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Hitting back at cyberattackers: Experts discuss pros and cons

Ellen Messmer | Nov. 2, 2012
The questions are being asked more often: When a cyberattack hits your network, is it right to launch a counter-attack of some type to try to at least identify the source if not stop it? Since the wheels of justice do indeed grind slowly, should frustrated IT professionals with security skills take matters into their own hands or hire others to do so?

If there's a "marquee case" where "someone takes the bullet" in a court battle arguing for the ability to strike back in active defense, then the result might be to raise awareness that could get Congress to modify current law. He added that Microsoft has shown some success in lawsuits oriented toward dismantling botnets around the world by going after individuals running them and also revealing their identities.

"We need to get some deterrence," said Alperovitch. It's his opinion that nation-state industrial espionage that occurs over the Internet, often linked to China, is simply something that for political reasons the U.S. government does not want to take on as a public issue now. Despite the huge number of computer intrusions blamed on Chinese attackers stealing U.S. data from corporations and government over the past few years, the U.S. government is not motivated to make waves over it. "On the nation-state side, the government is locked in inaction," said Alperovitch.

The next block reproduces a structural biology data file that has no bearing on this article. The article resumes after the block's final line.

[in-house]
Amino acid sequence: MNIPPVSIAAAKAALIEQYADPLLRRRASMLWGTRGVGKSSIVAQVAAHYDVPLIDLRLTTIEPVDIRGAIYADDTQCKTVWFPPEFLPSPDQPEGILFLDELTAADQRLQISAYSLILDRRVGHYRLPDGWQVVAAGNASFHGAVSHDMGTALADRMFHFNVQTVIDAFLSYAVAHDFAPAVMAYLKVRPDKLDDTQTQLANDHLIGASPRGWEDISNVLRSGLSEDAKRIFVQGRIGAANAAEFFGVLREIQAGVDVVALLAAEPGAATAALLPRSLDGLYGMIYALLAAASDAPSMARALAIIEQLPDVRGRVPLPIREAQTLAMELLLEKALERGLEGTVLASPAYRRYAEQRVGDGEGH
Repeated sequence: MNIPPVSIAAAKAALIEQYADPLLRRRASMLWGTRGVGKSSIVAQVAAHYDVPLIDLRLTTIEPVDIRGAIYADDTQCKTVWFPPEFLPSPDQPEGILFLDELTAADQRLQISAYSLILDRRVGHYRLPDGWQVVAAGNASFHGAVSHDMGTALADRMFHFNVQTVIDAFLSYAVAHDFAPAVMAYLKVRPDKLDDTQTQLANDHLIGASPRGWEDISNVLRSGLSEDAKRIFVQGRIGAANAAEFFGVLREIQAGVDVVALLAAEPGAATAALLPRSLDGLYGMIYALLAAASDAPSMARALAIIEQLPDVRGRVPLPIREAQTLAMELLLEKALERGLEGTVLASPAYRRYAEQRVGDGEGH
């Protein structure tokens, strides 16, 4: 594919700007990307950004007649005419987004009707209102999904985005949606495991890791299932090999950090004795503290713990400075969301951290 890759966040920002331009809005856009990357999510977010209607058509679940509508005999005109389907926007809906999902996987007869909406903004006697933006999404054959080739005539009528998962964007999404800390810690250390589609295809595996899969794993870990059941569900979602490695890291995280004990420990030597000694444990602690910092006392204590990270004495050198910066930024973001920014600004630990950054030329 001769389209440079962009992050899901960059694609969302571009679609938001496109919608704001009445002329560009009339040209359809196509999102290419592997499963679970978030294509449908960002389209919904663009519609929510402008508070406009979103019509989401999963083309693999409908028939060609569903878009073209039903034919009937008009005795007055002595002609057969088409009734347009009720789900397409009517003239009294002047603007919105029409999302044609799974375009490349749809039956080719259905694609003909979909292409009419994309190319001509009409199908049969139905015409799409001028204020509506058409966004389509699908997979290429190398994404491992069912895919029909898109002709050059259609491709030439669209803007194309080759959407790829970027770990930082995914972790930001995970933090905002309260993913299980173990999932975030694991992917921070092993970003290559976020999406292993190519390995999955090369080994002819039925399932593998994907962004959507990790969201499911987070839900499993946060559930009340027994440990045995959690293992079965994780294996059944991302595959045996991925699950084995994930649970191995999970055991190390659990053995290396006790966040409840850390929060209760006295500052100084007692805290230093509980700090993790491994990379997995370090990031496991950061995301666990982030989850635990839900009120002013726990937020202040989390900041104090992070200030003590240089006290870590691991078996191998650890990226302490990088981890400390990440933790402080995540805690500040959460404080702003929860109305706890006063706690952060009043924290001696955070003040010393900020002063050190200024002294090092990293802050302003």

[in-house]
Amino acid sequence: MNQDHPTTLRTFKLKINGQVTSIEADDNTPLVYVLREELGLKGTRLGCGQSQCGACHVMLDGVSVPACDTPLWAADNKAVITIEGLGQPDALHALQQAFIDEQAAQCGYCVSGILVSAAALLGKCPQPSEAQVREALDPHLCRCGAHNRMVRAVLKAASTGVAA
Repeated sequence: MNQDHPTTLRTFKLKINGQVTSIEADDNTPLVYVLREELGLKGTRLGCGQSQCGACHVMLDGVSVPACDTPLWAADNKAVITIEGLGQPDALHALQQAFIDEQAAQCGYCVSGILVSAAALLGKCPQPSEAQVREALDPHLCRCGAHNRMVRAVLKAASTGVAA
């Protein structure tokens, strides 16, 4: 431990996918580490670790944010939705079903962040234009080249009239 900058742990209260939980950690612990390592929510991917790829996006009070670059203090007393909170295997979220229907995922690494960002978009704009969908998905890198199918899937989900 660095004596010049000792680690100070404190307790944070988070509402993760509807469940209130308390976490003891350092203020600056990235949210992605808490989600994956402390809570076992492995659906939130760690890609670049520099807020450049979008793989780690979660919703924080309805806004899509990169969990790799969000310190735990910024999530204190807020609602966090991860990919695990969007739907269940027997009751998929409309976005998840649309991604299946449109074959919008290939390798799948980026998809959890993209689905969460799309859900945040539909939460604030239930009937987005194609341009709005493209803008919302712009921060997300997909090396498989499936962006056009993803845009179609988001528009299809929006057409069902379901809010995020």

Hacking back at servers where you think attacks have originated violates the law and "you don't get much out of it," said Alperovitch. Active defense, he said, is better understood as "offensive tactics" that could involve everything from attempting to get stolen data back to legal action and public relations-oriented actions to expose the identities of attackers in full and their motivations.

Although there's certain to be debate, CrowdStrike is starting with the basic belief that the private sector has the authority "to go into a server to get that data back," said Alperovitch. He said there's a common-law precedent, and an affirmation defense under the law. But the usual circumstances would be that you'd first call the FBI or other law enforcement and have them try and take action, but "if the government and law enforcement is unwilling or unable to take that action, you can," he said. "It's defense of property," along with the idea, "I'm holding you until the law arrives." He said there's a lot of precedent in the legal system for this, but it hasn't really been done before for cyberattack response and he acknowledges that court rulings would be uncertain.

In terms of active defense, there are also techniques related to deception that could come into play that are akin to distributing disinformation in order to fool an attacker. He said this could go way beyond honeypots, which he says aren't usually effective because they are hard to make realistic. Though he declined to divulge some details, he said the best types of counterattack deceptions are those in which disinformation is very targeted toward an attacker and you try to limit the spread. Here, too, the issue of both public relations and legal fallout exist because active defense tactics that go awry could have negative consequences for companies and governments.

 

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